Bangkok, January 11, 2022 – Myanmar’s military regime must stop arbitrarily imprisoning journalists and should allow independent media groups to report the news without fear of reprisal, the Committee to Protect Journalists said Wednesday.
In December, Myanmar courts sentenced at least eight independent journalists to prison terms ranging from three to 10 years, according to news reports and journalists who spoke to CPJ.
Separately, on January 4, junta authorities released at least six jailed journalists as part of a wider amnesty of over 7,000 prisoners to mark the nation’s Independence Day, according to news reports, a database compiled by the local rights group Assistance Association of Political Prisoners (AAPP), and a separate database compiled by the Detained Journalists Information Myanmar private Facebook group, which was shared with CPJ via email.
Myanmar ranked as the world’s third worst jailer of journalists, with 42 behind bars when CPJ conducted its annual prison census on December 1, 2022.
“Myanmar’s cruel carousel of jailing, sentencing, and granting early release to journalists is a form of psychological warfare aimed at breaking the will of independent journalists and media outlets,” said Shawn Crispin, CPJ’s senior Southeast Asia representative. “Authorities must immediately cease treating members of the press as criminals and should release all reporters held in custody for their work.”
On December 16, a special court in Yangon’s Insein Prison sentenced Wai Lynn, founder of the local outlet Tingangyun Post, and Ma Htet Htet, an editor at the outlet, to five years each in prison under Section 5 of the Explosives Substances Act, which penalizes the unlawful possession of explosive substances, according to news reports and an AAPP statement.
Both reporters had been charged under Article 505(a), a broad provision that criminalizes incitement and the dissemination of false news, and under the Counter Terrorism Law before their convictions under the separate provision.
On either December 16 or 17, freelance journalist Soe Yarzar Tun was sentenced to four years in prison with hard labor under Section 52(a) of the Counter Terrorism Law, according to a report by The Irrawaddy and a statement by the AAPP. Soe Yarzar Tun was arrested in Bago City on March 10, 2022.
On December 21, a court in Insein Prison in Yangon sentenced Myanmar Pressphoto Agency photographer Kaung Sett Lin and camera operator Hmu Yadanar Khet Moh Moh Tun each to three years in prison with hard labor under Article 505(a), according to a report by their outlet and its editor-in-chief J. Paing, who communicated with CPJ via email.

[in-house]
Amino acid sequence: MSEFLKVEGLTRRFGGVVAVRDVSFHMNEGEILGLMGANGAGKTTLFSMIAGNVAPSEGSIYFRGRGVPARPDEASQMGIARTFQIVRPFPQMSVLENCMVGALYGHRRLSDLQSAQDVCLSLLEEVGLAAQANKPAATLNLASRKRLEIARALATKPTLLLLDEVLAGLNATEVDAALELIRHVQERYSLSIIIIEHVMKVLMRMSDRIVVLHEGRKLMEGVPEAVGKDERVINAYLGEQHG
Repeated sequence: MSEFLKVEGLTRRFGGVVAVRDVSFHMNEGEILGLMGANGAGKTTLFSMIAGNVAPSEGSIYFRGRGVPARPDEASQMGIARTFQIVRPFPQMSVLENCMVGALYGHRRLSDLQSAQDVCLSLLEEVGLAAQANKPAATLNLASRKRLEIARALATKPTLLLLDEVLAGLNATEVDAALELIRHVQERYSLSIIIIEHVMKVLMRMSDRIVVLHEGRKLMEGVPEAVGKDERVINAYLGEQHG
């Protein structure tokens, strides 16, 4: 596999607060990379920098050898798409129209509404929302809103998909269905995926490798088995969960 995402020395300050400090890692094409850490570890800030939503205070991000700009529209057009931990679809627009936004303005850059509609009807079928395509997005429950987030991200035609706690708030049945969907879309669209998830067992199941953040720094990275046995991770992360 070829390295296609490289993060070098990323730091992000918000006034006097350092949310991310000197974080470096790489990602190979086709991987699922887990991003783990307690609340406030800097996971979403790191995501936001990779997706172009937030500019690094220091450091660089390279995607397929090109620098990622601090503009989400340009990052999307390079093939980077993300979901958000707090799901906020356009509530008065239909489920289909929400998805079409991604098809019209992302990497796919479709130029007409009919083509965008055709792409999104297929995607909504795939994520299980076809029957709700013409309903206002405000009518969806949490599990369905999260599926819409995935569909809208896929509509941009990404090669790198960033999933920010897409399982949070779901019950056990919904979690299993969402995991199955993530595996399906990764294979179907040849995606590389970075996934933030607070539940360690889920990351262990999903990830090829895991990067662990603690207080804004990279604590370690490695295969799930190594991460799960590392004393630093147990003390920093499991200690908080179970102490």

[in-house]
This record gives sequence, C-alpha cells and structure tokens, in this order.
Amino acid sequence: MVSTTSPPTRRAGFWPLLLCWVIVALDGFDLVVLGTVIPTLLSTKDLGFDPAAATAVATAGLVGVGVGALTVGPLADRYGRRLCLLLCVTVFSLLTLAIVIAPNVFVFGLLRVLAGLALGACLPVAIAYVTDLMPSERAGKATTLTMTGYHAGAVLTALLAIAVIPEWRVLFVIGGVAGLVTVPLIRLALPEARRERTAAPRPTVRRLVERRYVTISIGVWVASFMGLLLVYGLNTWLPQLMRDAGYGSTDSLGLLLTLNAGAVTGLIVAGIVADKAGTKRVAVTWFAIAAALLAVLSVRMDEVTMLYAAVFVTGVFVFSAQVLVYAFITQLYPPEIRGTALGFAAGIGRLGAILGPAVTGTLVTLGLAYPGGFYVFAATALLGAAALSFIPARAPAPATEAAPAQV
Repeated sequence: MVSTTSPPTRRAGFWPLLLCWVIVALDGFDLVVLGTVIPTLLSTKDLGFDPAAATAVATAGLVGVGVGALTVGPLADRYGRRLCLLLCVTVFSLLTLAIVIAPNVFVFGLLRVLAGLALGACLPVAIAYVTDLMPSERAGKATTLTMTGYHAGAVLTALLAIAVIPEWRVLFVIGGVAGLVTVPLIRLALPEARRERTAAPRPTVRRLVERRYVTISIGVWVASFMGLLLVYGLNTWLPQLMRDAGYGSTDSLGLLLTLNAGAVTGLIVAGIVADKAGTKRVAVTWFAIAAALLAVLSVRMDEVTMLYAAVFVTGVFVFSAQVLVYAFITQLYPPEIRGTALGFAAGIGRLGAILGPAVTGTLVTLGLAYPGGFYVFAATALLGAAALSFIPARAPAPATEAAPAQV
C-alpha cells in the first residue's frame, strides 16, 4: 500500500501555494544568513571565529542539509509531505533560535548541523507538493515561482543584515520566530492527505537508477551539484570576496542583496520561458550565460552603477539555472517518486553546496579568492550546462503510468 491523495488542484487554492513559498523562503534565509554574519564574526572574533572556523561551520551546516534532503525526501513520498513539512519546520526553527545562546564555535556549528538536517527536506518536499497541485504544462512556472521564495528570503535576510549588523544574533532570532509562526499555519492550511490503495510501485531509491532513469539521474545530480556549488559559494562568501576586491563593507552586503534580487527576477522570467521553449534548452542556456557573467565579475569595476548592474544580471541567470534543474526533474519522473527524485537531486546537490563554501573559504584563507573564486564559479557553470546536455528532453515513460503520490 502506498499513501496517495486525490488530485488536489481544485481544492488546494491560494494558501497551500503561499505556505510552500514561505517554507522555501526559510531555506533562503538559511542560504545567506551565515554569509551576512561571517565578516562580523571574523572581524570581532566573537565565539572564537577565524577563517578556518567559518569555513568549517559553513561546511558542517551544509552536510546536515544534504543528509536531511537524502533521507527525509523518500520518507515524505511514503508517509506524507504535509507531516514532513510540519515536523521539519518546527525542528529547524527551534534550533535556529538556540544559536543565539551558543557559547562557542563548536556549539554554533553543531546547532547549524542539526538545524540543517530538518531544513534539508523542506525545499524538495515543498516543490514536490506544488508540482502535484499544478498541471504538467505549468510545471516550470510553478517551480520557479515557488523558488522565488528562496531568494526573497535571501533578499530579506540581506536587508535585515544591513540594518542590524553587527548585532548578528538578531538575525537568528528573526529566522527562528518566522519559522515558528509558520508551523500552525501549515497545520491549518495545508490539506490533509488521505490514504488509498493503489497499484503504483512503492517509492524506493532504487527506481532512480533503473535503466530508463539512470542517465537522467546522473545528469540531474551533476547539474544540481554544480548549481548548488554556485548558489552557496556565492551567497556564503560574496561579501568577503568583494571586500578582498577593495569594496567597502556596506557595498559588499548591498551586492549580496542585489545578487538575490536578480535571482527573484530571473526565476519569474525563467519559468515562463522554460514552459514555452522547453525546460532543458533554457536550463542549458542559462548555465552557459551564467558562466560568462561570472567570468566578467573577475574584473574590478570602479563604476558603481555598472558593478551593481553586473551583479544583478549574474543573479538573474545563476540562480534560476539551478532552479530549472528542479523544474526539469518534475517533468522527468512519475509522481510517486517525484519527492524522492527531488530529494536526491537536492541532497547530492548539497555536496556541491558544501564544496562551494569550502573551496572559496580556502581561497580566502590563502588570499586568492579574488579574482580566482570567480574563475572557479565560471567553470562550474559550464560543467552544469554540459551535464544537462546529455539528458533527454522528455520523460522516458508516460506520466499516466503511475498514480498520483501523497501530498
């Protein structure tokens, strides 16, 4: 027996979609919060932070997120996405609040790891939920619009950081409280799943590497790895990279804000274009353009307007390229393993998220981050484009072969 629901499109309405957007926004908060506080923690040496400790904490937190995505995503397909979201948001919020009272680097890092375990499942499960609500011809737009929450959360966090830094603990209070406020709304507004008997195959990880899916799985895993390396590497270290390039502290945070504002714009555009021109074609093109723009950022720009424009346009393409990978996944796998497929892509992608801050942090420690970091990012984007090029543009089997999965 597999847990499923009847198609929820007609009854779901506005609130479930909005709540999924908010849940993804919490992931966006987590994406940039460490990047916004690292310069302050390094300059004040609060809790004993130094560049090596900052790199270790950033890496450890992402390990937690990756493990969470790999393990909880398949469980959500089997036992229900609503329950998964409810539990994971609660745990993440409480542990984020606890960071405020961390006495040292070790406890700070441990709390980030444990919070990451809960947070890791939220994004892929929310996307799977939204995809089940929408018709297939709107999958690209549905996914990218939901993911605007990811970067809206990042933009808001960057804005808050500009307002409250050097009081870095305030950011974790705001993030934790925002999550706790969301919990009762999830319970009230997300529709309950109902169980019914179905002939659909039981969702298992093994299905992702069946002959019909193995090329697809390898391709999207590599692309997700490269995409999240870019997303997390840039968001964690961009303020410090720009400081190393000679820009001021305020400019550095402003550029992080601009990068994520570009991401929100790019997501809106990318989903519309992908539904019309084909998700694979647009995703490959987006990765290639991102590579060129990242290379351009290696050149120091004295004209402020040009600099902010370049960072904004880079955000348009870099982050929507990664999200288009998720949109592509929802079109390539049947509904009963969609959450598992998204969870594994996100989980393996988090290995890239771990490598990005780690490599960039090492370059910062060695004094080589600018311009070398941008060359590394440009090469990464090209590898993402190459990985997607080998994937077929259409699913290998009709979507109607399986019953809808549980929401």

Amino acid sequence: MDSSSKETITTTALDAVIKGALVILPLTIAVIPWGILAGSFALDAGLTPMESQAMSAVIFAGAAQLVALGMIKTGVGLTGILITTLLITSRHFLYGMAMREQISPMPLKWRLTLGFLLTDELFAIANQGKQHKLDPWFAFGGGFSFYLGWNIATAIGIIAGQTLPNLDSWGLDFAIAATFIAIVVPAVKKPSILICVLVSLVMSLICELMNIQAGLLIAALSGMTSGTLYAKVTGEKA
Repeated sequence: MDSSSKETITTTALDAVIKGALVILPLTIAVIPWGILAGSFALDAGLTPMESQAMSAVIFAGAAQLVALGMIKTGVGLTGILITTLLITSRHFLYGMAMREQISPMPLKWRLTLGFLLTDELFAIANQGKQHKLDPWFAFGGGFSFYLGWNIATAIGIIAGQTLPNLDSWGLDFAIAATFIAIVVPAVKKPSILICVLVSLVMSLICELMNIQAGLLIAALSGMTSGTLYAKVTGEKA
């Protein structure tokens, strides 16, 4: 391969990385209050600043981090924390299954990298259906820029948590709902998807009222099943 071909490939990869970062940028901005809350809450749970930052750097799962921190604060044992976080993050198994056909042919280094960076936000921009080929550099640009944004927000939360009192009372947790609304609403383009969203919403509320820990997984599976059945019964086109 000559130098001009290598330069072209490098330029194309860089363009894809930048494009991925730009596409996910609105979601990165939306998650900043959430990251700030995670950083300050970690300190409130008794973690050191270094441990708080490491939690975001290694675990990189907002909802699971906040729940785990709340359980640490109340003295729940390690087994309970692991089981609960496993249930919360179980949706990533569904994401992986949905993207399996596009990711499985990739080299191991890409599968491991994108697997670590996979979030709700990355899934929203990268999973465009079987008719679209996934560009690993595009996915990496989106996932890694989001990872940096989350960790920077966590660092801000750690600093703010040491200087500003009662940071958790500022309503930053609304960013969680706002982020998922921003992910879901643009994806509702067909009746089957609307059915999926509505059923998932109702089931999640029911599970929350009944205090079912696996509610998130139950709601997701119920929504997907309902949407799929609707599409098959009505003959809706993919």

Hmu Yadanar Khet Moh Moh Tun faces a separate charge under Section 50 of the Counter Terrorism Law that carries a minimum sentence of 10 years and a maximum sentence of life in prison, J. Paing said. Both journalists were arrested after being seriously injured on December 5, 2021, while covering an anti-coup protest in Yangon, where security forces shot and killed several protesters.
On December 26, an Insein Prison court sentenced Kamayut Media news producer Hanthar Nyein to five years in prison under Section 33(b) of the Electronic Transactions Law, according to news reports and Nathan Maung, the independent outlet’s founder and editor-in-chief, who communicated with CPJ via email. The conviction was handed down just as Hanthar had nearly fully served an earlier two-year sentence under Article 505(a), Maung said.
On December 29, a court in the southeastern city of Dawei sentenced Dawei Watch contributor Aung Lwin to five years in prison under Article 52(a) of the Counter Terrorism Law, according to a Dawei Watch report and the publication’s editor-in-chief Thu Rein Hlaing, who communicated with CPJ via email, and who said he will serve his sentence at Dawei Prison.
And on December 30, a court in Yangon sentenced Thurein Kyaw, founder and publisher of the independent outlet Media Top 4, to 10 years in prison with hard labor under Article 49(a) of the Counter Terrorism Law, according to news reports. Thurein Kyaw was beaten by unidentified attackers and initially detained on February 3, 2022, while covering a rally in support of the military junta in Yangon, according to news reports and photographs of his injuries circulated online.
According to news reports and the databases, the six journalists granted amnesty and released on January 4 are:
- Myo Min Tun, a freelance journalist who worked as an editor with the local Ayeyarwaddy Times and a senior reporter with Myit Makha News Group, who was serving a two-year sentence under Article 505(a).
- Lway M Phoung, a staff video editor at the local Shwe Phee Myay News Agency, who was serving a two-year prison sentence for criminal incitement under Article 505(a). She was held at Lashio prison in Shan State, where her health deteriorated after being detained.
- Ma Thuzar, a contributor to the Myanmar Pressphoto Agency, who was serving a two-year sentence for incitement under Article 505(a) handed down on November 22, 2022, by a court at Insein Prison. She was held in pretrial detention for over 14 months before being convicted.
- Pyae Phyo Aung, a reporter with the local Zayar Times, who was serving a two-year sentence under Article 505(a). Pyae Phyo Aung was arrested by police on October 11, 2021, at a Buddhist monastery shortly after joining the monkhood.
- Sai Ko Ko Tun, a former reporter for the local 7Day News, who was filing reports to Myanmar Now around the time of his November 20, 2021, arrest. He was serving a two-year sentence with hard labor under Article 505(a).
- Aung Zaw Zaw, a part-time video producer with the local Myanmar Free Press, who was serving a two-year sentence under Article 505(a).
CPJ emailed Myanmar’s Ministry of Information for comment but did not receive any reply.
This content originally appeared on Committee to Protect Journalists and was authored by Committee to Protect Journalists.